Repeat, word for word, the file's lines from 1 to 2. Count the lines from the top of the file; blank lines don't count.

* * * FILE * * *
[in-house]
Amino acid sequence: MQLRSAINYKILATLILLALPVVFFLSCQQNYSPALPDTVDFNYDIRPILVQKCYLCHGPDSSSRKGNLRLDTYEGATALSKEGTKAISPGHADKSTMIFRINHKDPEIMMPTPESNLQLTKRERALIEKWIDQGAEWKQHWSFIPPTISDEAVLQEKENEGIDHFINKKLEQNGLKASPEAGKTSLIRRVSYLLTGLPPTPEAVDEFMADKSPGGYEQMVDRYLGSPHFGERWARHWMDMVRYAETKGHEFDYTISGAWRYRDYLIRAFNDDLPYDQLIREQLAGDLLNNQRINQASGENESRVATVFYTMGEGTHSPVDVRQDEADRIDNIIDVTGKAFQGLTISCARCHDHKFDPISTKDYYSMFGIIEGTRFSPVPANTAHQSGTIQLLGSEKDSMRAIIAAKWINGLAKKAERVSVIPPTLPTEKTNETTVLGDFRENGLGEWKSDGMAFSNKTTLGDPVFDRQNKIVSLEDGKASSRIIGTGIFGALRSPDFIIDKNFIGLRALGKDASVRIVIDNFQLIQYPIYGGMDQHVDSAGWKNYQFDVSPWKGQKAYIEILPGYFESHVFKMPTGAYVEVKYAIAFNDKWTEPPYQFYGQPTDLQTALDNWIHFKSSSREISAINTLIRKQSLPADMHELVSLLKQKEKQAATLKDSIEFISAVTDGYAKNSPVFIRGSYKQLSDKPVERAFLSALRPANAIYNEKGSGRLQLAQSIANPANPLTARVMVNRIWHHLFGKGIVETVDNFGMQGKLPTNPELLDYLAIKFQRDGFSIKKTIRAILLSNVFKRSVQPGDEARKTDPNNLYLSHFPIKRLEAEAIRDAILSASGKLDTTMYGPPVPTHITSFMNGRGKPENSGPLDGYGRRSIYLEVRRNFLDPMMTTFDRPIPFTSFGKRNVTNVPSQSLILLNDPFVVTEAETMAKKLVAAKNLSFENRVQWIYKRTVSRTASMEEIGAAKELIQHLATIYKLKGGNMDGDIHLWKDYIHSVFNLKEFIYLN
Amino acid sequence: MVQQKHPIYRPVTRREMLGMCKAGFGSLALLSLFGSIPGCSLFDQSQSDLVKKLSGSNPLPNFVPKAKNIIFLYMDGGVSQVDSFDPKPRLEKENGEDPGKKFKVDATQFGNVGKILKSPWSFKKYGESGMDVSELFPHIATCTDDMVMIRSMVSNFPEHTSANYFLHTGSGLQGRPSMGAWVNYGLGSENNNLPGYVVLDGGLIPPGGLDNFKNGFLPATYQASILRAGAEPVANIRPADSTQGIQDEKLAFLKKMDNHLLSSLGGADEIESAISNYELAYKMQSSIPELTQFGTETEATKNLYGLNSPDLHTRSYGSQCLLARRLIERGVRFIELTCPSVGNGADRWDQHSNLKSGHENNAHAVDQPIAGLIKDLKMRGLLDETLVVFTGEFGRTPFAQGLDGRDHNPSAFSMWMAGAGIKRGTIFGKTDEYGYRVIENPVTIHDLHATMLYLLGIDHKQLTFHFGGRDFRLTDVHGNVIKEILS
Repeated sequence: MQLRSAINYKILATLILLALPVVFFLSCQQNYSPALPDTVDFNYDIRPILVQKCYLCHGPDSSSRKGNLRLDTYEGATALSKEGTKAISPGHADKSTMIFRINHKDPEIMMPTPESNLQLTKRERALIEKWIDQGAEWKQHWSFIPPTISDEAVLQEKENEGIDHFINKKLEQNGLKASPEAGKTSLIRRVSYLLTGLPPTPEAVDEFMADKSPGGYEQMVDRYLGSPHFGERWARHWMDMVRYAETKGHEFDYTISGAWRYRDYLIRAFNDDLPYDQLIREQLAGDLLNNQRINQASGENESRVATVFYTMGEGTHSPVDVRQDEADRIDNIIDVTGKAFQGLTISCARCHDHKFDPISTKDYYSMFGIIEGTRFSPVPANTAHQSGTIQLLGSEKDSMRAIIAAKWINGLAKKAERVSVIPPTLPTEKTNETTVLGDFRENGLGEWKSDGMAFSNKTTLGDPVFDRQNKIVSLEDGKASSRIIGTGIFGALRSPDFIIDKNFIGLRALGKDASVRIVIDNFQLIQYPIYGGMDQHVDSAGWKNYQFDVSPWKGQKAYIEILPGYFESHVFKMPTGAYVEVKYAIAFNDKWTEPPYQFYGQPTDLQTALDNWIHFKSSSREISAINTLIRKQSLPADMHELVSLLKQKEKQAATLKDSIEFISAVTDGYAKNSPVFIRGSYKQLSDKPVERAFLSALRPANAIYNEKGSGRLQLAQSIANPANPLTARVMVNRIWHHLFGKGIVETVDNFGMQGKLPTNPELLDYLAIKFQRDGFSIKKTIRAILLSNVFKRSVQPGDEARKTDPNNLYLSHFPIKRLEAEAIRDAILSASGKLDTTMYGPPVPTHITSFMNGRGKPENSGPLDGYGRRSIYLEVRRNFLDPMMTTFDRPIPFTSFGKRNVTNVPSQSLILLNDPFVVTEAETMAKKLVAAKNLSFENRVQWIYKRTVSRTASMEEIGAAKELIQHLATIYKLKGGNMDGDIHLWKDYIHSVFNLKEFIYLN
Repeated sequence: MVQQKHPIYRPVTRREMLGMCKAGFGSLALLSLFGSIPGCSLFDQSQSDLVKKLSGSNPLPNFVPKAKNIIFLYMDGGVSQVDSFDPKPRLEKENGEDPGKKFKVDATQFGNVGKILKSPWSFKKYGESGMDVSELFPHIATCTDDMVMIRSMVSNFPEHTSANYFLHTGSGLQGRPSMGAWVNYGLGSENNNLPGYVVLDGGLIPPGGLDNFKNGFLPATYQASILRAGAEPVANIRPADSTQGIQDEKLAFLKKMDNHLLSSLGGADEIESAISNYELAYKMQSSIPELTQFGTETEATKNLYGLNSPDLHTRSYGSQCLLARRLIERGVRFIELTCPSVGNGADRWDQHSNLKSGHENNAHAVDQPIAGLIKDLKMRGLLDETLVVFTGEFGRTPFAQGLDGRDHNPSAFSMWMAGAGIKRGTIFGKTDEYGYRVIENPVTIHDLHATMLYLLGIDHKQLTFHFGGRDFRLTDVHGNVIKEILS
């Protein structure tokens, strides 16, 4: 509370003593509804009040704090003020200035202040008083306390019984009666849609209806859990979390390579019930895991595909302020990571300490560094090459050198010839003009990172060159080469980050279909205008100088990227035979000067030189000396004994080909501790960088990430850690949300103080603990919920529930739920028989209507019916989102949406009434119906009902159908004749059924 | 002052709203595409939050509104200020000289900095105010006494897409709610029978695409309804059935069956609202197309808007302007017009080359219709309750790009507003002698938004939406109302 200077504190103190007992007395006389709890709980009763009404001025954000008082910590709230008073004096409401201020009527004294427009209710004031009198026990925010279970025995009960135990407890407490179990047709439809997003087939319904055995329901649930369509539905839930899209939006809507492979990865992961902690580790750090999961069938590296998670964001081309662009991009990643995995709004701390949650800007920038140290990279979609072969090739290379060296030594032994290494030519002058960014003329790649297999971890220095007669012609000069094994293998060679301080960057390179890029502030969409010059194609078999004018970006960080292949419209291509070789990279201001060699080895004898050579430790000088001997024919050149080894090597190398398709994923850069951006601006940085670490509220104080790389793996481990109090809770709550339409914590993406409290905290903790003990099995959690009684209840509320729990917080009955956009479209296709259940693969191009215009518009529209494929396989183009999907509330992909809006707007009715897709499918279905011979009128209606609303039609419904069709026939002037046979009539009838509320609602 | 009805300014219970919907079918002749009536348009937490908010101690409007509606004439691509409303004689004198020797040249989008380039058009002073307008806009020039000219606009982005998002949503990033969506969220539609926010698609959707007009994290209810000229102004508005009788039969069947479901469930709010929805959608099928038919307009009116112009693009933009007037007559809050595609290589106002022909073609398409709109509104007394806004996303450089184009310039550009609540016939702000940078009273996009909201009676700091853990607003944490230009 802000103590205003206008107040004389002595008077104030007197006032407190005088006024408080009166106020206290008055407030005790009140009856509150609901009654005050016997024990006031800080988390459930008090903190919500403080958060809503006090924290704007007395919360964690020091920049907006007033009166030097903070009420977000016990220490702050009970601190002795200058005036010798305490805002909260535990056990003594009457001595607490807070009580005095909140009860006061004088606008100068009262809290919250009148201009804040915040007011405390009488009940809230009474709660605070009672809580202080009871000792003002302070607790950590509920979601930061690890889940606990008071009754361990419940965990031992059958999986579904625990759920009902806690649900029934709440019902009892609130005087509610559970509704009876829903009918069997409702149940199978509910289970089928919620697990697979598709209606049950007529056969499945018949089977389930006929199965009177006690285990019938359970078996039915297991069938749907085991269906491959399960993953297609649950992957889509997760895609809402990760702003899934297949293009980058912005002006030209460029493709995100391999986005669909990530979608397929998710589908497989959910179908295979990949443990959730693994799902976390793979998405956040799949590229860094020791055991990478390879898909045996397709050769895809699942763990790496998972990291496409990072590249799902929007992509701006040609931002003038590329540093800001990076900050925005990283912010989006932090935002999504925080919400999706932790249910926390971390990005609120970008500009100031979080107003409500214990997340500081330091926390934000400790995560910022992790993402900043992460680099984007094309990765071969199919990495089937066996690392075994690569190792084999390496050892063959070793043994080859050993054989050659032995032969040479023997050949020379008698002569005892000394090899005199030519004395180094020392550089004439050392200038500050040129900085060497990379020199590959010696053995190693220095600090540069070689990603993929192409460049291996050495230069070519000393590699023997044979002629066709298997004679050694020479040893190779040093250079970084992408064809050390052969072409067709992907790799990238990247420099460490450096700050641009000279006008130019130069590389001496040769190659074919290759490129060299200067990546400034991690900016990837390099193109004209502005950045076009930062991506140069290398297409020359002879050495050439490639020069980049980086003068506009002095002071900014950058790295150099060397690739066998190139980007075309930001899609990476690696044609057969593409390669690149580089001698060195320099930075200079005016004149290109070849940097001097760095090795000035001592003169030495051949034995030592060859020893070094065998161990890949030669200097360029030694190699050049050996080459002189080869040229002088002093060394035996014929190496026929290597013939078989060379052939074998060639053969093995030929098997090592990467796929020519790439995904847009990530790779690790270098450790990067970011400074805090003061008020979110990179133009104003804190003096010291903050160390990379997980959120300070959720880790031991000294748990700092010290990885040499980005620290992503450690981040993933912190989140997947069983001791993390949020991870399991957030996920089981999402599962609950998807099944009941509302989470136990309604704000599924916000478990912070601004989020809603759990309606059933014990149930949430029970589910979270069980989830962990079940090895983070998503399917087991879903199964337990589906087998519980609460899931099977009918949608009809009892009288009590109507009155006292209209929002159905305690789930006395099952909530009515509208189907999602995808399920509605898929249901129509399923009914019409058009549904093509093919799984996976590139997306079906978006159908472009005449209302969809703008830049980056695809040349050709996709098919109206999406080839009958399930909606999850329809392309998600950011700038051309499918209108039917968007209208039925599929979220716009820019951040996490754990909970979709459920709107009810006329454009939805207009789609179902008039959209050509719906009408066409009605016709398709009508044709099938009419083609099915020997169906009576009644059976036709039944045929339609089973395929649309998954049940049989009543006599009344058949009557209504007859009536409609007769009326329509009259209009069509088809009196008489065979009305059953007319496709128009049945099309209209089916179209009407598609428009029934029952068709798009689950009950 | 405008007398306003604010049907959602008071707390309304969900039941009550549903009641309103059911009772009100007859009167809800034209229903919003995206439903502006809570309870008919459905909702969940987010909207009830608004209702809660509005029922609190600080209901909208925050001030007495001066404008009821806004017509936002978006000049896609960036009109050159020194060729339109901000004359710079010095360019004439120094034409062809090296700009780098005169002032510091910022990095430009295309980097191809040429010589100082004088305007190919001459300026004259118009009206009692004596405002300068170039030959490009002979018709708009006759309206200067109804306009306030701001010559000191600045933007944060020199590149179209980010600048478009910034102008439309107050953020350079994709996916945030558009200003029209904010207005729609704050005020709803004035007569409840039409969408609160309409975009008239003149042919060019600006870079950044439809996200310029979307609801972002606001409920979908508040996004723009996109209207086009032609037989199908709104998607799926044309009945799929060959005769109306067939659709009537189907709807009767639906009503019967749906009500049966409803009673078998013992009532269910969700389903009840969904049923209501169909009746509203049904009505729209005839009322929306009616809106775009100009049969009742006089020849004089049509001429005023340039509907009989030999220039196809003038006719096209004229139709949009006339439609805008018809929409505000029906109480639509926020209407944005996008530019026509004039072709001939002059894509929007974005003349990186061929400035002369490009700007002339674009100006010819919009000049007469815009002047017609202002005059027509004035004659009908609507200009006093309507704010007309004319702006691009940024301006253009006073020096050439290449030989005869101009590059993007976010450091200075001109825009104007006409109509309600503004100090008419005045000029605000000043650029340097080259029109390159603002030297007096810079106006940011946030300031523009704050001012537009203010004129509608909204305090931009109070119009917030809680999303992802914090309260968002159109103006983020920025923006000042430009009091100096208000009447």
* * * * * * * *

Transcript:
[in-house]
Amino acid sequence: MQLRSAINYKILATLILLALPVVFFLSCQQNYSPALPDTVDFNYDIRPILVQKCYLCHGPDSSSRKGNLRLDTYEGATALSKEGTKAISPGHADKSTMIFRINHKDPEIMMPTPESNLQLTKRERALIEKWIDQGAEWKQHWSFIPPTISDEAVLQEKENEGIDHFINKKLEQNGLKASPEAGKTSLIRRVSYLLTGLPPTPEAVDEFMADKSPGGYEQMVDRYLGSPHFGERWARHWMDMVRYAETKGHEFDYTISGAWRYRDYLIRAFNDDLPYDQLIREQLAGDLLNNQRINQASGENESRVATVFYTMGEGTHSPVDVRQDEADRIDNIIDVTGKAFQGLTISCARCHDHKFDPISTKDYYSMFGIIEGTRFSPVPANTAHQSGTIQLLGSEKDSMRAIIAAKWINGLAKKAERVSVIPPTLPTEKTNETTVLGDFRENGLGEWKSDGMAFSNKTTLGDPVFDRQNKIVSLEDGKASSRIIGTGIFGALRSPDFIIDKNFIGLRALGKDASVRIVIDNFQLIQYPIYGGMDQHVDSAGWKNYQFDVSPWKGQKAYIEILPGYFESHVFKMPTGAYVEVKYAIAFNDKWTEPPYQFYGQPTDLQTALDNWIHFKSSSREISAINTLIRKQSLPADMHELVSLLKQKEKQAATLKDSIEFISAVTDGYAKNSPVFIRGSYKQLSDKPVERAFLSALRPANAIYNEKGSGRLQLAQSIANPANPLTARVMVNRIWHHLFGKGIVETVDNFGMQGKLPTNPELLDYLAIKFQRDGFSIKKTIRAILLSNVFKRSVQPGDEARKTDPNNLYLSHFPIKRLEAEAIRDAILSASGKLDTTMYGPPVPTHITSFMNGRGKPENSGPLDGYGRRSIYLEVRRNFLDPMMTTFDRPIPFTSFGKRNVTNVPSQSLILLNDPFVVTEAETMAKKLVAAKNLSFENRVQWIYKRTVSRTASMEEIGAAKELIQHLATIYKLKGGNMDGDIHLWKDYIHSVFNLKEFIYLN